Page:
Why do they need our help?

An online museum needs great pictures, and great pictures need - manneqins. This is honestly something I did not think of before talking about this museum. But yes, you do need different silhouettes for displaying different garments of different periods - it's clear now! 
They have a great chart on how they plan to spend the kickstarter money - check it out.

I think this picture description is rather cute:

1920s slip, photographed on Karolina's bedroom floor and badly in need of professional photography to even begin to do this piece justice. Part of The Underpinnings Museum collection.
20sslip.jpg
20s Slip

What is in it for you?

Starting at 3GBP I believe there are pledges suitable for everyone. Show your support by acquiring post cards, keychains or tote bags. If you have a bit more money to spare then why not order silk knickers with the "Underpinnings museum" logo on it? 
And, if, like me, you like to sew, there's absolutely no getting away of this awesome and non-expensive perk: The digi 1 pack will deliver THREE original patterns taken from garments out of the collection: a 1920s bandeau, a 1950s spiral stitch bullet bra and a 1950s cathedral boned bra. Plus high resolution pictures. I mean COME ON I NEED THIS.

During my stay in London this summer I had the absolute pleasure to meet Karolina Laskowska - and have her show me the V&A lingerie exhibition. It is AMAZING what this woman knows about lingerie. Did you know there was a specialty machine thing to do the flossing in Victorian Corsets? Or that Lingerie seamstresses helped sew NASA suits? Or that the spiral stitching on 50s bras was done with a specialty machine too? No? Me neither! Until I met her.
On the Underpinnings Museum facebook page there are already two live video talks (more to come!) where Karolina shows and talks about some of her items that will be displayed in the museum. You can re-watch the first one here on their page.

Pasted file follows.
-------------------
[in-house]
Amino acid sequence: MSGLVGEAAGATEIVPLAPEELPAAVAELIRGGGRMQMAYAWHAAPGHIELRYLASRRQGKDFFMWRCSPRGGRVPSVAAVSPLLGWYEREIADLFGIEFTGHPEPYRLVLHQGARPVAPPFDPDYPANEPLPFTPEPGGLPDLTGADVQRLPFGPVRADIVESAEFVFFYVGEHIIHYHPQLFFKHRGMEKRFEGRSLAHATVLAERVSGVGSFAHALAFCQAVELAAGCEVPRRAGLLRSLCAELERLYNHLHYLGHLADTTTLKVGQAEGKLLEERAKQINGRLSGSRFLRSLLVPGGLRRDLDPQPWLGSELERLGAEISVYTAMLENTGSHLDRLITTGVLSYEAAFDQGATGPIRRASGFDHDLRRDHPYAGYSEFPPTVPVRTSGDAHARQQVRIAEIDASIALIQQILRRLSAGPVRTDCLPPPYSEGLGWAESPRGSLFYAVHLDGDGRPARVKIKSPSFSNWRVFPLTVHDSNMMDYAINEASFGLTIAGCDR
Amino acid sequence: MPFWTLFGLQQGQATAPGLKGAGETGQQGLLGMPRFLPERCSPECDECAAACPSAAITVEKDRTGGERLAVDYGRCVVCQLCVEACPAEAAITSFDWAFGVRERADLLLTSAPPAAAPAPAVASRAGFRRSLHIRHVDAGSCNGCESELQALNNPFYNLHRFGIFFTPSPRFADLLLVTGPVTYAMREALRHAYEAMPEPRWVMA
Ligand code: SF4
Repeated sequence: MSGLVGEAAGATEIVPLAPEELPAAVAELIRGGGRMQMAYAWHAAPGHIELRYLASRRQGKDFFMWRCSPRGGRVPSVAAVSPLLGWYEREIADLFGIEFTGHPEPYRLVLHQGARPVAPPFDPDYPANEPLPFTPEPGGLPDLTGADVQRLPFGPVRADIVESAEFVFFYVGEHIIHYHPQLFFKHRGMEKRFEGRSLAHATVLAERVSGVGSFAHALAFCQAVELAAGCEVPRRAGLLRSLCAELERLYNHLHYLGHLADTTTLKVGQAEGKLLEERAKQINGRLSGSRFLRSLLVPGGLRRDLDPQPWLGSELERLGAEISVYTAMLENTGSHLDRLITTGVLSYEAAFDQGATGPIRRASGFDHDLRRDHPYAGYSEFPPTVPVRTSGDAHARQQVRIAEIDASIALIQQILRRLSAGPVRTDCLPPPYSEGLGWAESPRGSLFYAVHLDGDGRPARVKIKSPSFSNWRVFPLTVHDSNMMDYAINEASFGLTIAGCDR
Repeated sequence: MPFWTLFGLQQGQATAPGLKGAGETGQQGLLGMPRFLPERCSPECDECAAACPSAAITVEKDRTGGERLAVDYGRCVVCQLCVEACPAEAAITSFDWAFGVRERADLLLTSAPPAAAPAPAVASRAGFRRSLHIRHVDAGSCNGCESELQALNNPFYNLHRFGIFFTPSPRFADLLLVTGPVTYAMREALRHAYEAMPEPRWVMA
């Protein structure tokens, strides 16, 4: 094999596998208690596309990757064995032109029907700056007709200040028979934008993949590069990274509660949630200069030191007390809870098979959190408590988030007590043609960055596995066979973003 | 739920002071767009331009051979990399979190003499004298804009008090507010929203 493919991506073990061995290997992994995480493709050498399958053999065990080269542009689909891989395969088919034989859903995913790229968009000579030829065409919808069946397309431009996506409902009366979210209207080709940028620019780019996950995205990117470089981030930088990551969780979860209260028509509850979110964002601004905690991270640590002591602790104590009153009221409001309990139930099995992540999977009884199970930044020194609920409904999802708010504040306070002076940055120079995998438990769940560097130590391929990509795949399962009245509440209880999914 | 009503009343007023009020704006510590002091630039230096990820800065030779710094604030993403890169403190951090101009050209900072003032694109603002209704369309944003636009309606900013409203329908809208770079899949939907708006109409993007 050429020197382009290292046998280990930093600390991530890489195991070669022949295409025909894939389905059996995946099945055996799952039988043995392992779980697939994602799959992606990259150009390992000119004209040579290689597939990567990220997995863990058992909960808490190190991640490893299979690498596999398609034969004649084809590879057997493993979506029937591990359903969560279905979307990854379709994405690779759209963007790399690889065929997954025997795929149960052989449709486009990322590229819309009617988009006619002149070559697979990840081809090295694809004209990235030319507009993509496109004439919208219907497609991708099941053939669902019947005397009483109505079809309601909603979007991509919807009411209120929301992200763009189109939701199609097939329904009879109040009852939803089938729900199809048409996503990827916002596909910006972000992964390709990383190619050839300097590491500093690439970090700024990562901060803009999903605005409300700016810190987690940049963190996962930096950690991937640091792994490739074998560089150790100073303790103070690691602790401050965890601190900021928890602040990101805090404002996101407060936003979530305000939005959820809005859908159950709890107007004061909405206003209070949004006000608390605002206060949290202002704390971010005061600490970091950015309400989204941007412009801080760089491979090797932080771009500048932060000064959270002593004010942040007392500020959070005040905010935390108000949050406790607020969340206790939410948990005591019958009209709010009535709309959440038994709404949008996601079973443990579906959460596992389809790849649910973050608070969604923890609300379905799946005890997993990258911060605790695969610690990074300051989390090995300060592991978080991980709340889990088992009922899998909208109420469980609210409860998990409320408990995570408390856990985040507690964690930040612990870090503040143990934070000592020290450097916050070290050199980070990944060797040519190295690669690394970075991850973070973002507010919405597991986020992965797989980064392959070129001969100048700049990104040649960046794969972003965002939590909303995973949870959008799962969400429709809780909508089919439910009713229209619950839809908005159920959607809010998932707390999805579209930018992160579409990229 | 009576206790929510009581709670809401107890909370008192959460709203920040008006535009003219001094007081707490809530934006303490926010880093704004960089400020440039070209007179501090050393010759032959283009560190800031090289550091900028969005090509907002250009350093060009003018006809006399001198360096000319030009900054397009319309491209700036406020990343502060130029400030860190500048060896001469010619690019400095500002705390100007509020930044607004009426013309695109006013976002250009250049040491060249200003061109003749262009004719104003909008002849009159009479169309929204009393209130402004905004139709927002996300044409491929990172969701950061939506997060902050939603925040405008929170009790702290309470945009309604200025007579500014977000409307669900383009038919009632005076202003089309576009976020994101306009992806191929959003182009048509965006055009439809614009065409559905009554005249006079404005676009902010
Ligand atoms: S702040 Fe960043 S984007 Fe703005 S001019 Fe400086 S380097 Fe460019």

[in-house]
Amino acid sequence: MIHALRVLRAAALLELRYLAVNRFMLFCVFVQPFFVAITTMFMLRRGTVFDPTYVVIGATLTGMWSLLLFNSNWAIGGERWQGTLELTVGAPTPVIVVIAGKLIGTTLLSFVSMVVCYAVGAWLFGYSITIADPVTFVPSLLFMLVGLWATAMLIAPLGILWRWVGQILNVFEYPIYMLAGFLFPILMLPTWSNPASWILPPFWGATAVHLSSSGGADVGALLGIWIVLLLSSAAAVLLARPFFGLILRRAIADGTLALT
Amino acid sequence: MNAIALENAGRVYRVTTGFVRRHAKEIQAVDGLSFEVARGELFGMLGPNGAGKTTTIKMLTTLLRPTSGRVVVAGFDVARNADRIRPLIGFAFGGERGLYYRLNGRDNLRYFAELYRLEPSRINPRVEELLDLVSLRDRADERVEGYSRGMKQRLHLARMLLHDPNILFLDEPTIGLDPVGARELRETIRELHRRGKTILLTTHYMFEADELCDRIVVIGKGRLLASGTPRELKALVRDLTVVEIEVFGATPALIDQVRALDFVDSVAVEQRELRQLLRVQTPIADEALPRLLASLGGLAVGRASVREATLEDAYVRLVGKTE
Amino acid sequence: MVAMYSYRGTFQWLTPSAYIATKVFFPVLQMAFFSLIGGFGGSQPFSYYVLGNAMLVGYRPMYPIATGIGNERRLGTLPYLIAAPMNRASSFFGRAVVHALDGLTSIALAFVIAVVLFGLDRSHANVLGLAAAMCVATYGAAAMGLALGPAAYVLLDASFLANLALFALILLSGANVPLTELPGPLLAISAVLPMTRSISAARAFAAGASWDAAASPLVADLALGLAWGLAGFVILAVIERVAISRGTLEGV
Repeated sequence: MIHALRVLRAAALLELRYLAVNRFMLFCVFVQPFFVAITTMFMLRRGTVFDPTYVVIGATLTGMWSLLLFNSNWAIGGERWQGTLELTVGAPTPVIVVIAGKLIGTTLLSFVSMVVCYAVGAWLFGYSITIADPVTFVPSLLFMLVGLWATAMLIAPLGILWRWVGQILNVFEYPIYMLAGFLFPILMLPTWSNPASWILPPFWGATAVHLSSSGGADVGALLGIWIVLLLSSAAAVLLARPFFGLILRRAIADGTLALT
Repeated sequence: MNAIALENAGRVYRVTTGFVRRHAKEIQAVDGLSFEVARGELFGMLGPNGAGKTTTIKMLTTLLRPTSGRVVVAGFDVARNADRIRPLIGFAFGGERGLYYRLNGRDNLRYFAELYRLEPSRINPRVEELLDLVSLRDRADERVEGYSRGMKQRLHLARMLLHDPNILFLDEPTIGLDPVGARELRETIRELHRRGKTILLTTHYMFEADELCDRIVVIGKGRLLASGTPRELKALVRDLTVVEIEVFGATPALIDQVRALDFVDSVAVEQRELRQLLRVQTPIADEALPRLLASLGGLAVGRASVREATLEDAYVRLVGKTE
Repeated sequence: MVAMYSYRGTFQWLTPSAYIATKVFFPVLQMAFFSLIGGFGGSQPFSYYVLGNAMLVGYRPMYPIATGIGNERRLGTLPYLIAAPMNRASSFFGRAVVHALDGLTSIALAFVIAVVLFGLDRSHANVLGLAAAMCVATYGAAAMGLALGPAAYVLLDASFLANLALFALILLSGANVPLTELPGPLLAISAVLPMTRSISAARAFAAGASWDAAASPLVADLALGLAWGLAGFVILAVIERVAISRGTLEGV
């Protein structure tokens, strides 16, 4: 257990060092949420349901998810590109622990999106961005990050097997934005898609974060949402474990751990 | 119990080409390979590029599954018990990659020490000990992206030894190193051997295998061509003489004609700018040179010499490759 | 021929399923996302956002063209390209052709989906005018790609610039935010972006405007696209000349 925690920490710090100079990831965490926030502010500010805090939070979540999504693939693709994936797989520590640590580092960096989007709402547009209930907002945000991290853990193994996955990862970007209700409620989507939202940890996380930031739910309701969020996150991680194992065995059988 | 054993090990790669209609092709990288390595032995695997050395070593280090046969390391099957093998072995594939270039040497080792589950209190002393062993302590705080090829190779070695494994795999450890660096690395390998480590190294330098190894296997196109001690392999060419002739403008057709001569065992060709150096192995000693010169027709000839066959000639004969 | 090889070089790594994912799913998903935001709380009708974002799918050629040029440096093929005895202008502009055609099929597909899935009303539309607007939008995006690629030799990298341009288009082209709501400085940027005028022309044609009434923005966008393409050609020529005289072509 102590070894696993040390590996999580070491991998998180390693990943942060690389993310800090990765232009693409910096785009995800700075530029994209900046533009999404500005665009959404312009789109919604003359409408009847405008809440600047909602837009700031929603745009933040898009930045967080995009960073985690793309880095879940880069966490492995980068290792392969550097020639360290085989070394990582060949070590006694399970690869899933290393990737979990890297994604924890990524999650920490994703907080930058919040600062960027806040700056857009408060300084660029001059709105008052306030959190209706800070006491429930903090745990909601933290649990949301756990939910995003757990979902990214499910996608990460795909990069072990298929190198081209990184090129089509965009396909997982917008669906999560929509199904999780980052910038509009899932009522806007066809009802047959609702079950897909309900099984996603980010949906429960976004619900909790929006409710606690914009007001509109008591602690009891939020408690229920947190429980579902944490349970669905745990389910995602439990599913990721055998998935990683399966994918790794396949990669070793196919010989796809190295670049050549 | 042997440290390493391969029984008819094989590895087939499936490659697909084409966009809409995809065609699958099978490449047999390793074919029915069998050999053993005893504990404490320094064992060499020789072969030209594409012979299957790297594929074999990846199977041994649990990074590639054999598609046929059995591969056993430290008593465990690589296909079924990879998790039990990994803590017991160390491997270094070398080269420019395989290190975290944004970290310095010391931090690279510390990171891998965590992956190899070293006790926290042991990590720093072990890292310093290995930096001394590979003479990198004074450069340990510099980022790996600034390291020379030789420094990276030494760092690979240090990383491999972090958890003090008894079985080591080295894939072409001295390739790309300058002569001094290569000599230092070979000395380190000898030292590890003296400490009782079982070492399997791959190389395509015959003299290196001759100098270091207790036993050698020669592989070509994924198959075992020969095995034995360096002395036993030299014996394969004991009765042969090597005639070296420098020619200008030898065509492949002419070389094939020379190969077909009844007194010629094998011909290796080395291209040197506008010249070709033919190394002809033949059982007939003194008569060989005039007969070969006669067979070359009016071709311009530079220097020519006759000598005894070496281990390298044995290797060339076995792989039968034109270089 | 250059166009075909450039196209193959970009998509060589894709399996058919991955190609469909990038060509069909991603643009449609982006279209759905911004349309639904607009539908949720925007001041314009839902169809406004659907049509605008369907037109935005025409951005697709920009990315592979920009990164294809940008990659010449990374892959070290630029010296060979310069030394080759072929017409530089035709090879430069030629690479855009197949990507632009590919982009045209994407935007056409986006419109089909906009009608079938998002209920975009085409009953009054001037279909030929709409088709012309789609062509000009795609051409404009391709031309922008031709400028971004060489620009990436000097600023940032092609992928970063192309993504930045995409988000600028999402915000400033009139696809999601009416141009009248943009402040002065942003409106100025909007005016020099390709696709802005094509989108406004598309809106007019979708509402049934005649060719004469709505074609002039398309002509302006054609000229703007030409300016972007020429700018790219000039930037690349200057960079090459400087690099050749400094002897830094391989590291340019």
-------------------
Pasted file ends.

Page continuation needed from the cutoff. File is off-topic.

I asked the three initiators of the project about, if they could pick whatever they want, what would be the garment they would love to be able to showcase in the Museum:

Lori:

I'd choose the bustier Madonna wore on the cover of Like a Virgin. I would love to see it up close, look at how it's made and compare it to corsetry from the 1950s.

Tigz:

The gold metal corset from Thierry Mugler's Fall 1995 catwalk

Karolina:

The Mr Pearl for Alexander McQueen corset from the Dante AW96/97 collection.

Now I'm swooning!

If this is of any interest to you then why not consider backing this project? The pledges are awesome, the whole idea is amazing. If you want to spend some money you can not only help this wonderful resource come to live but also get yourself some awesome stuff - and if you don't have any money to spare at the moment please consider sharing this project. Tell your friends, tell your peers, spread the word. 

Personally I opted for the calendar, the digi pak with three patterns, and a keyring. This really is a project close to my heart so I hope that a lot of people will feel the same way about this!

 

All pictures in this blog post are the property of the Underpinnings Museum.

Stay up to date with The Underpinnings Museum:

Email: info@underpinningsmuseum.com
Facebook: www.facebook.com/underpinningsmuseum
Twitter: www.twitter.com/theupmuseum
Instagram: www.instagram.com/underpinningsmuseum